More than six months after the COP25 climate conference in Madrid, Spain is making a leap forward in reducing greenhouse gas emissions. As of this week, as many as seven coal-fired thermal power plants are in the process of shutting down, almost half of the 15 active in the country.
The rapid closure of the coal-fired thermal power stations was requested by the operating companies, and was not a government decision. It was motivated by a combination of economic reasons and new Community policies. European regulations require an expensive modernization of coal-fired plants to make them less polluting, and on top of this, there is the increase in costs for companies emitting CO2 under the European Emissions Trading Scheme (ETS). Since 2018, the price of CO2 in the EU market has risen sharply, reaching a record €30 per ton in 2019, which has made it no longer profitable for large companies to pay this high indirect tax on their carbon dioxide emissions.
These closures were also affected by the lowering of the price of gas, especially in a country like Spain, where the many combined cycle power plants using this type of fuel (with lower carbon emissions) are making a quick farewell to coal feasible. They also have to do with the fact that renewable energies are becoming more and more affordable, a process that has been going on for years. The Endesa company spoke of “profound changes in the market” to motivate its decision of mass closures, and the same decision to shut down power plants was taken by other companies such as Iberdrola. Other power plants will close in the coming months, and it is believed that there will be no more active coal power stations by 2025. The Spanish media has highlighted the speed with which these closures have taken place.
Now, the focus is shifting to the problem of jobs. According to the newspaper El País, 2,400 people are employed at the power stations that are shutting down, including the related industries. The conversion of these thermal power stations is being considered, as was proposed for Teruel, where a 50 MW solar energy park is set to be built. The conversion into renewable parks gives hope for the future to the workers employed in these areas. In this regard, the Sánchez government has asked the companies to submit conversion projects that would provide employment.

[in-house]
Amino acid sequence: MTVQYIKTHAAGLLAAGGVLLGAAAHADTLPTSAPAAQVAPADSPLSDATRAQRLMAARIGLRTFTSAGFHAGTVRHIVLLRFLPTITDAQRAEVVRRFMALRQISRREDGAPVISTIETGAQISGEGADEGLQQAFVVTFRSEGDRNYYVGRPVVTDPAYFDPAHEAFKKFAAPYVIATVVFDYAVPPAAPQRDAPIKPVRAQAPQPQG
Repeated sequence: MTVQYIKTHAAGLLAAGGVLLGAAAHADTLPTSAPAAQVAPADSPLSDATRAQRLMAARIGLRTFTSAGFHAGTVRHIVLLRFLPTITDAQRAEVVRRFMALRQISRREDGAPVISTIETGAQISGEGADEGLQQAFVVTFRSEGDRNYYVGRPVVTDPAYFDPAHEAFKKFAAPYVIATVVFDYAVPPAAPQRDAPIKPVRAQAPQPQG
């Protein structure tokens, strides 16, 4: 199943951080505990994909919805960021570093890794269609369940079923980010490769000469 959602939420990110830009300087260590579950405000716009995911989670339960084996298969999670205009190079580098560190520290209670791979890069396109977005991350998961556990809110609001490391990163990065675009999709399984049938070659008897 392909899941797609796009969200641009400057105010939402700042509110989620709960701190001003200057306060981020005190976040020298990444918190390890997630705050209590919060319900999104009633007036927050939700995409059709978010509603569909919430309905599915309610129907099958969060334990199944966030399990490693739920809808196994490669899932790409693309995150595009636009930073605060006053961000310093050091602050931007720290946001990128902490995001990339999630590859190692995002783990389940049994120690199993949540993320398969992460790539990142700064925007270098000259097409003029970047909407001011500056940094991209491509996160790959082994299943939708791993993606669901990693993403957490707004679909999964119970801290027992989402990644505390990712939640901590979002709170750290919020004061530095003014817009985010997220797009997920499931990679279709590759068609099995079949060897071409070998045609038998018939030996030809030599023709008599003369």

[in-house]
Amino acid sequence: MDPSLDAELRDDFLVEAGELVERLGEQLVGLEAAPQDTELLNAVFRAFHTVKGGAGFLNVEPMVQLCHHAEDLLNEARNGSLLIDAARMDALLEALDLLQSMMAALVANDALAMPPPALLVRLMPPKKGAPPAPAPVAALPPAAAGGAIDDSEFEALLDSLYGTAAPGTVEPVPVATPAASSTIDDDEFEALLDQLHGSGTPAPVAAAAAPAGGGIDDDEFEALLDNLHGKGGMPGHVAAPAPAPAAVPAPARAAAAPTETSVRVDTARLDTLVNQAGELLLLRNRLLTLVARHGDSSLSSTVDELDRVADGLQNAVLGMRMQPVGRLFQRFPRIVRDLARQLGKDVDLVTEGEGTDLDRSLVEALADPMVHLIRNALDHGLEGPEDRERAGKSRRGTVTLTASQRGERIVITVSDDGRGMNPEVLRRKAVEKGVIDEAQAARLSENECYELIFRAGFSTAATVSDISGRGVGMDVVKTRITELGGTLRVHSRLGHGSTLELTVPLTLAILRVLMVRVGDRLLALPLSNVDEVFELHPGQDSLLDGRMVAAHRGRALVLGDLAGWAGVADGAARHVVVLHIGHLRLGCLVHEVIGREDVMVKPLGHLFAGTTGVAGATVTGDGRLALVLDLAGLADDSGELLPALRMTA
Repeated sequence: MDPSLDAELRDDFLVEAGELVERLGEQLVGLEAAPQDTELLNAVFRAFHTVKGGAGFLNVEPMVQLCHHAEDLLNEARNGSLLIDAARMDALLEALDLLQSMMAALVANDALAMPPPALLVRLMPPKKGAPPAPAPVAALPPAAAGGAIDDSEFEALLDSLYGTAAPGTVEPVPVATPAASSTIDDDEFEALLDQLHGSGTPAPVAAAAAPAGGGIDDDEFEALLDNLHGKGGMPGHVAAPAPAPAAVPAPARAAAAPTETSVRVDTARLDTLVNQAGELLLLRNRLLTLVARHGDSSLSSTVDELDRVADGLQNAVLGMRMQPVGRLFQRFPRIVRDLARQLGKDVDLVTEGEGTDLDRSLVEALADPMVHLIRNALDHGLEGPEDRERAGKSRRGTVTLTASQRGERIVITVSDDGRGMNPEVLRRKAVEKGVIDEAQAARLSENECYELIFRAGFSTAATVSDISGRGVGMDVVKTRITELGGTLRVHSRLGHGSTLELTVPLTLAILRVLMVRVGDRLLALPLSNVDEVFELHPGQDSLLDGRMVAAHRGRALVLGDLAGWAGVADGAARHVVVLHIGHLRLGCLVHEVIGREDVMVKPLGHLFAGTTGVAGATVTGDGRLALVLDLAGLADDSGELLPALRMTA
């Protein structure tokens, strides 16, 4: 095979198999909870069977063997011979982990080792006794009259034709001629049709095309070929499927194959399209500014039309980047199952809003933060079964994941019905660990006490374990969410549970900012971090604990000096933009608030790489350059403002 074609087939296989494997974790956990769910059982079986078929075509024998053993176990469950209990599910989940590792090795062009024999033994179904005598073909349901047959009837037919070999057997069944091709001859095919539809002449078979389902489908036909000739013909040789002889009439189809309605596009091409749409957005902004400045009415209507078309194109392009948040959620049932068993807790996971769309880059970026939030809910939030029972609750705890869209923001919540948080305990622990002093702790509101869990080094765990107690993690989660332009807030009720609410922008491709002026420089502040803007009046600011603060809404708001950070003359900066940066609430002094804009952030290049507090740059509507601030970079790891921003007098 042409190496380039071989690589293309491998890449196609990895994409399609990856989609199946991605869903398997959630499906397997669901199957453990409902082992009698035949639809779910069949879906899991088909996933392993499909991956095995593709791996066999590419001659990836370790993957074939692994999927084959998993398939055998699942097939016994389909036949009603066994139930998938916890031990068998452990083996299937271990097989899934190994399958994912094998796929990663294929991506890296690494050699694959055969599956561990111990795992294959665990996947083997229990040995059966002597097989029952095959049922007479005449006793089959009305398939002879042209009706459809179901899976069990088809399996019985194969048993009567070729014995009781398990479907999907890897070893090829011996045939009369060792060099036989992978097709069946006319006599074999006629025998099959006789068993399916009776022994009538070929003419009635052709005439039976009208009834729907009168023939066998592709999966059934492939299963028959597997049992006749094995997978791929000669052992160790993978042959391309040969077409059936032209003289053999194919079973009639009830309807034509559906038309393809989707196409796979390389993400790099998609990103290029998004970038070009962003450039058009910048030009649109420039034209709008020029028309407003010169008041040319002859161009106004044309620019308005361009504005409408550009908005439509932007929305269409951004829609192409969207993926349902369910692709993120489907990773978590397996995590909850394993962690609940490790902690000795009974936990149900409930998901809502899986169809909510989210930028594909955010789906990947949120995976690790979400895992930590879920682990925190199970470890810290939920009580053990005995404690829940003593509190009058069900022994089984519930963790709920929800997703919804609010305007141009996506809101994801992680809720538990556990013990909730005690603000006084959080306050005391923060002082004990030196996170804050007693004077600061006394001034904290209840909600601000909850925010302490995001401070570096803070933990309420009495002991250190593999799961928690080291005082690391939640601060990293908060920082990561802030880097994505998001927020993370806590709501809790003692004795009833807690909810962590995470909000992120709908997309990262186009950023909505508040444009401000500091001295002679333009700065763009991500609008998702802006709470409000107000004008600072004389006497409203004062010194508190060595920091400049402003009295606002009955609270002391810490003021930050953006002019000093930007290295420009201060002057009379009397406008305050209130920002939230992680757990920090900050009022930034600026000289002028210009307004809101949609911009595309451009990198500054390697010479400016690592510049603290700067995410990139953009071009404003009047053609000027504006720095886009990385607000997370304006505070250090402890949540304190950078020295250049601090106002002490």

More encouraging news has come these days regarding reductions in carbon dioxide and other greenhouse gases. The Ministry for the Ecological Transition, a portfolio established in June 2018 by the first Sánchez government, has approved a legislative decree with urgent measures to facilitate the large-scale installation of renewable energy, pushing towards a 100% renewable electricity system.
In January—as we covered in the pages of il manifesto—a large green plan for 2020 was announced by the government on the day a climate emergency was declared. Spain had just hosted the COP25 in Madrid, and as in the rest of Europe, the Fridays for Future movement had grown on the local level, which on Dec. 6, had brought hundreds of thousands of people to the streets of Madrid with Swedish activist Greta Thunberg, calling for courageous measures to tackle the climate crisis. Then, the coronavirus crisis pushed those issues into the background.
The push by the climate movements during the previous months has not yet translated into greater support for the country’s Green political parties, which command very limited support. While on Tuesday, in neighboring France, one saw major successes by the Greens in the local elections, in Spain the only Green party at the national level is Equo, whose results have been little encouraging so far. Until 2019, this small party took part in elections as part of the Unidos Podemos list, but for the general elections of Nov. 10, it decided to join the new party born from a split in Podemos, Màs Paìs, which is not part of the current government. At the regional elections on July 12 in the Basque Country and Galicia, Equo will again run alone.
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